Taking the evidence in the light most favorable to the verdict, a reasonable jury could have credited Santos' testimony that the base of the lift was not open to its widest position because of the configuration of the beds in the patient's room; that upon securing the patient in the harness and lifting her, Santos began to pull the lift out from under the bed and turn the lift slightly to adjust the base to its widest position; that when Santos attempted to widen the lift, it “closed” and “started tipping”; and that the plaintiffs were injured in attempting to keep the patient from falling.
The jury could have also credited Montefusco's testimony that the pin and the engaging mechanism that were designed to keep the adjustable base of the lift in a locked position could get “hung up,” or fail to engage; that moving the lift while this mechanism was disengaged and the lift was loaded could cause the pin to slide into the narrowest setting; that the lift was likely to tip if the base was in its narrowest setting; that slight alterations to the shape of the pin and the engaging mechanism would have allowed the pin to catch on the next setting, instead of slipping into the narrowest setting; that a slight lengthening of the pin would have kept the pin from becoming disengaged; and that, as Montefusco testified on cross-examination, the accident was caused by this design problem.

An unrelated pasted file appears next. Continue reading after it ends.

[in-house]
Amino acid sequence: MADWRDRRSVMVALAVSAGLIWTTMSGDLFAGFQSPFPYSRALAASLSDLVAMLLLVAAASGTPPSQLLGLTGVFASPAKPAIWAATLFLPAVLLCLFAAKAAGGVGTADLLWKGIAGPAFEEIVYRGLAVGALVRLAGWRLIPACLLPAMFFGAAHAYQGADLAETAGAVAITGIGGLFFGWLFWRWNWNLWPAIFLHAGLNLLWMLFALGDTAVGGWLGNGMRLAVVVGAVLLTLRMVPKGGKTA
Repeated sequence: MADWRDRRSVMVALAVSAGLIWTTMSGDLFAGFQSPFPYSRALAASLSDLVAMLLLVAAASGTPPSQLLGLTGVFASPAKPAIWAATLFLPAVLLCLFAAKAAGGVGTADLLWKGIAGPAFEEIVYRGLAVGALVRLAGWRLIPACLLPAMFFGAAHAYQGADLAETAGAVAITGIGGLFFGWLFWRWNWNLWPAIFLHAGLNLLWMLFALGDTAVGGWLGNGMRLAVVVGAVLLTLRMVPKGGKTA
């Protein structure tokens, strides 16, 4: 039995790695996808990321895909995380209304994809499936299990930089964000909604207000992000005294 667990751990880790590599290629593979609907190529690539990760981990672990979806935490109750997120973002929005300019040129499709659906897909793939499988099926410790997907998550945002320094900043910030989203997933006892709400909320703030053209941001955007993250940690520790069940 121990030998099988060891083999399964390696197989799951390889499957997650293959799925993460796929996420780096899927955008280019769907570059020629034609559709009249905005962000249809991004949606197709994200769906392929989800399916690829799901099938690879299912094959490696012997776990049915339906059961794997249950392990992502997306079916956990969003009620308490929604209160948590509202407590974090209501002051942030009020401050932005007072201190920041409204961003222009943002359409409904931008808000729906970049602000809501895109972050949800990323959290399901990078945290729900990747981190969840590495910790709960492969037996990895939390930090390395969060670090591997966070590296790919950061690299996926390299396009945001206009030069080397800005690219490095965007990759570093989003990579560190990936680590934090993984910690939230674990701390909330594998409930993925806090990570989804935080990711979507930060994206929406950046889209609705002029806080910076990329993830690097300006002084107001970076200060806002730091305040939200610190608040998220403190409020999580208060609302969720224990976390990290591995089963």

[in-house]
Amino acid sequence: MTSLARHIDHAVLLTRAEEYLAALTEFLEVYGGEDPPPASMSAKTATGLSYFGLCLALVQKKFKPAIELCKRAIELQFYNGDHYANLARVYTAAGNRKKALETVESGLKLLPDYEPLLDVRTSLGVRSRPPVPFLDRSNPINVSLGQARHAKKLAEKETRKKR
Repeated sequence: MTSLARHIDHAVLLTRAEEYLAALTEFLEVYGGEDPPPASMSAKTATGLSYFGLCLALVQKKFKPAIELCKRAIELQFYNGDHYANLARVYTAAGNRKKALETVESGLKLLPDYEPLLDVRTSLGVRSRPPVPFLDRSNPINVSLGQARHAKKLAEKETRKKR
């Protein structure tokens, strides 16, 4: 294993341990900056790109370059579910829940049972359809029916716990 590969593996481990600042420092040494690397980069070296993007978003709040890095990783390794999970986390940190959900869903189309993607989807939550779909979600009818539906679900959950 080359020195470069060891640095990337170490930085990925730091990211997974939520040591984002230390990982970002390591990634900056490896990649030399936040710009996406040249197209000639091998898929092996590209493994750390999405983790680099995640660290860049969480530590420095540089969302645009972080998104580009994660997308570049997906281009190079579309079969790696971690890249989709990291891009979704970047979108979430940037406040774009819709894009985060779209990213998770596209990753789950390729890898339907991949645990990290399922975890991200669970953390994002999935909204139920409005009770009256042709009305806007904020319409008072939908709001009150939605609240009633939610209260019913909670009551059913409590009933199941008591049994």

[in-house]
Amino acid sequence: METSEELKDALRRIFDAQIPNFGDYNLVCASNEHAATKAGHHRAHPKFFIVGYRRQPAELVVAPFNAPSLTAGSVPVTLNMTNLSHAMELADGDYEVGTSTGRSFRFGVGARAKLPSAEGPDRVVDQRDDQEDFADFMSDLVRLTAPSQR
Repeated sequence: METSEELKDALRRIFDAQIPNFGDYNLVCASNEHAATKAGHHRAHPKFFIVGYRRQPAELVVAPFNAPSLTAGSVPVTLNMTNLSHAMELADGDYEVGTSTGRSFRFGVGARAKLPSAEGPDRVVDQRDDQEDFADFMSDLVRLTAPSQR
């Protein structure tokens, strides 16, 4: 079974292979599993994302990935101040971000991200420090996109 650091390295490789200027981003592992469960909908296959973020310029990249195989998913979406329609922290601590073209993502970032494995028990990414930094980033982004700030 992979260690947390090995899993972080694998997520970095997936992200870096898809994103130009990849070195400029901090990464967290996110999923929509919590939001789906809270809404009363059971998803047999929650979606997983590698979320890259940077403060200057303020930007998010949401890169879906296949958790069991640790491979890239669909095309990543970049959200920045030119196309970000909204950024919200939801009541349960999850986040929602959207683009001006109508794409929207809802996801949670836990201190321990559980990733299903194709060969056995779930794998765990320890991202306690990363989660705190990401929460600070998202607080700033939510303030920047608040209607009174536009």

On appeal, Sunrise attacks the credibility, weight, and value of the plaintiffs' evidence of causation. But it is not the province of this Court to reevaluate the evidence presented at trial. Star Financial Services, 89 F.3d at 8. We determine only if the evidence was minimally sufficient to support the verdict. Considering the evidence as a whole and in the light most favorable to the plaintiffs, we conclude that a reasonable jury could have found that a design defect in the lift caused the accident that injured Santos and Bridgeforth.
Sunrise also contends that the plaintiffs failed to demonstrate that the lift had been properly maintained in the six years following its manufacture. Implicit in this argument is a misunderstanding of the evidentiary burden imposed on a plaintiff alleging a design defect under Massachusetts law. See Smith v. Ariens Co., 375 Mass. 620, 626, 377 N.E.2d 954 (1978). In such cases, a plaintiff need only show that the defect existed when it left the control of the manufacturer. Id. (“No negating of the possibility of mishandling by intermediaries is necessary.”).